They weren’t ok.  Of course, Daddy insisted they were fine.  He would start chemo and life would go on and the chemo would remedy the situation.  He was more concerned for Mother who had been dealing with diarrhea for nearly two years and was struggling with trying to do all the things she had once done easily.

On this trip I didn’t pay much attention to the town of Pomona or all those reasons why I wouldn’t choose it for a home.  What I saw was two valiant people, Daddy, at 87 and Mother at 80, slowed by waning strength and stamina, but like a very slow energizer bunny, they just kept going, trying to cope with the tasks necessary to keep up a house, a yard, gardens, an imperfect car, a garage with a difficult, heavy, wooden door, and Daddy’s responsibilities as pastor of their rapidly fading church.

It was Daddy’s bathroom that clinched it for me.  Daddy had picked me up at the airport and I’d only been at the house a little while.  When I left the bathroom and returned to the dining room Mother was at her normal spot on the back side of the table, the table cluttered by piles of mail, books, crossword puzzles and papers.  She looked up at me through her weariness and said,

“How’s the bathroom?  I just haven’t felt like even thinking about cleaning it.”

“Oh,” Daddy sat tiredly at his end of the table, “it’s ok.”

I was speechless.  I’d never seen layers of dust on the toilet, a dirty sink, a toilet bowl that needed cleaning and mold in the shower.  It told me two things, Mother was beyond keeping the house clean and Daddy’s eyes had deteriorated to the point he couldn’t see how bad it was getting.  In the past, he had always picked up the slack of what Mother couldn’t get done.  It was probably that more than anything else that convinced me as I flew back across the country to Nashville, I was needed in Pomona and in Daddy and Mother’s house.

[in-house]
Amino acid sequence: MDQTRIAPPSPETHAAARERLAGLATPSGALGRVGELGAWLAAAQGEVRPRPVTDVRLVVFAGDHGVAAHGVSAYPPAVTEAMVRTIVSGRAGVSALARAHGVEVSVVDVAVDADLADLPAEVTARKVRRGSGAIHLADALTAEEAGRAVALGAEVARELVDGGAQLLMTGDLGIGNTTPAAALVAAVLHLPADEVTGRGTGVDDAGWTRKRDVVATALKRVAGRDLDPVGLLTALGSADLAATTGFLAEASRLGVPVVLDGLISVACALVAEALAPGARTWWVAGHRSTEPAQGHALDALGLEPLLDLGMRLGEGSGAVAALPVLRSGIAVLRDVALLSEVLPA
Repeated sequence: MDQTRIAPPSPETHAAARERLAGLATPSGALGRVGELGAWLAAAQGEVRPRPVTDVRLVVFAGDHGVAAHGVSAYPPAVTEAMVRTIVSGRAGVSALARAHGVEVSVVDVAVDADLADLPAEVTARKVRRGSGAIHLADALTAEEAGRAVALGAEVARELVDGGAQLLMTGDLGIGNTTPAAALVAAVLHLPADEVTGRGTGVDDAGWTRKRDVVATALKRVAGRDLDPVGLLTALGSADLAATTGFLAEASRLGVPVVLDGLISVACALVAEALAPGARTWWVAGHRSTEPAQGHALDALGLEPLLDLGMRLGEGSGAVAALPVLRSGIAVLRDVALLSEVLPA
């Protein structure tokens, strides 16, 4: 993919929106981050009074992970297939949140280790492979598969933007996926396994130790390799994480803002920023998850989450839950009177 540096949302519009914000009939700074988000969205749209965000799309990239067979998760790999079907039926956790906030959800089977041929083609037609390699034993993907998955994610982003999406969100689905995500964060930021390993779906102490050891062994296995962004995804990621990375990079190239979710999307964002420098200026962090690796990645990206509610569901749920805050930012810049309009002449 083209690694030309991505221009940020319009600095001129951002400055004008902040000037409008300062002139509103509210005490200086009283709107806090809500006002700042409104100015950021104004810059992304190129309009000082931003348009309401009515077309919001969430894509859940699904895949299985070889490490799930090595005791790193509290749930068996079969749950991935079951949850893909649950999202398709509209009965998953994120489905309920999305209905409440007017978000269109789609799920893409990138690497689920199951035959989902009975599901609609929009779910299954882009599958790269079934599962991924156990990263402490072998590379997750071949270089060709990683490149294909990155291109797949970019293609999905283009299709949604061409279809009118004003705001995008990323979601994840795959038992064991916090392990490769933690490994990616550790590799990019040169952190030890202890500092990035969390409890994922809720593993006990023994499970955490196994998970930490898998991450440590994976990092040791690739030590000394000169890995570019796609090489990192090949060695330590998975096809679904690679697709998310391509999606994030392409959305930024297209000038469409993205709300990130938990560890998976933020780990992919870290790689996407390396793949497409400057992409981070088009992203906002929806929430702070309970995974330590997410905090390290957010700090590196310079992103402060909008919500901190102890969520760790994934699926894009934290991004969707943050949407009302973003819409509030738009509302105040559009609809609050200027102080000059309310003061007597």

They were pleased when I came back six weeks later for a Christmas visit.  I wasn’t sure what my long range plans were at that point, I just knew I had to be there.  Five days later, Mother collapsed with congestive heart failure.  That settled it.  Once Mother was stable and recovering,  I returned to Nashville and began the process of closing down my business and deciding what to do about my home and my things.  Pomona, here I come.  All those details like suburbia and less than ideal weather no longer mattered.  How could they?  Daddy needed me.


I remember when everyone had a phone in their home.  A phone connected by phone lines to telephone poles.  When the phone rang it was because someone you actually knew or did business with wanted to talk with you.  You had to be pretty well off to have a mobile phone and they were rare and big cumbersome things.  It hasn’t been all that long ago, either.  All of my nieces and nephews were born, although only one of them was old enough at that point to have their own child, but now all of my great nieces and nephews have their own cell phone and live in homes without landlines as that old phone system is now called.  I wouldn’t be surprised if my great-great nieces and nephews have cell phones – well, perhaps they’re still a little young.

I’d never even heard of robocalls until I returned to California five years ago.  That could be because the last three or four years that I lived in Nashville, I’d only used my landline for my business fax machine and no longer had an answering machine on it.  I like to think salespeople were calling and got the high pitched squeal of a fax machine. As a salesperson myself, you’d think I’d have some mercy for them, but I didn’t.  Seventeen years ago I’d started selling Real Estate using a pager and the shared computer in the office but it wasn’t long before Realtors had cell phones and their own desk computer and/or laptop.

Back in California, in Daddy and Mother’s house, however, there is still a landline and an answering machine and we get from three to six or seven robocalls a day.  Some of them are recorded messages and some are real people on the other end who want to sell something or collect money for some “good” cause.

“May I speak to Cri-ley Dean?”

“Crile.” I correct them.  Like Lyle but with a C and an R.  “Mr. Dean died recently.”  They express some sympathy and then start in on their reason for their call.

Other times the caller asks for Zelda or Mrs. Dean and I answer in the affirmative.  This is just so much easier than taking the phone to Mother, watching her fumble with the remote to mute the sound of the TV and then listening to her try to hear what they’re saying, get a word in edgewise and attempt to get off the phone without caving in and promising to send money.  Then after she finally hangs up she’s irritated at all the nonsense calls and fusses about how no one she knows ever calls her anymore.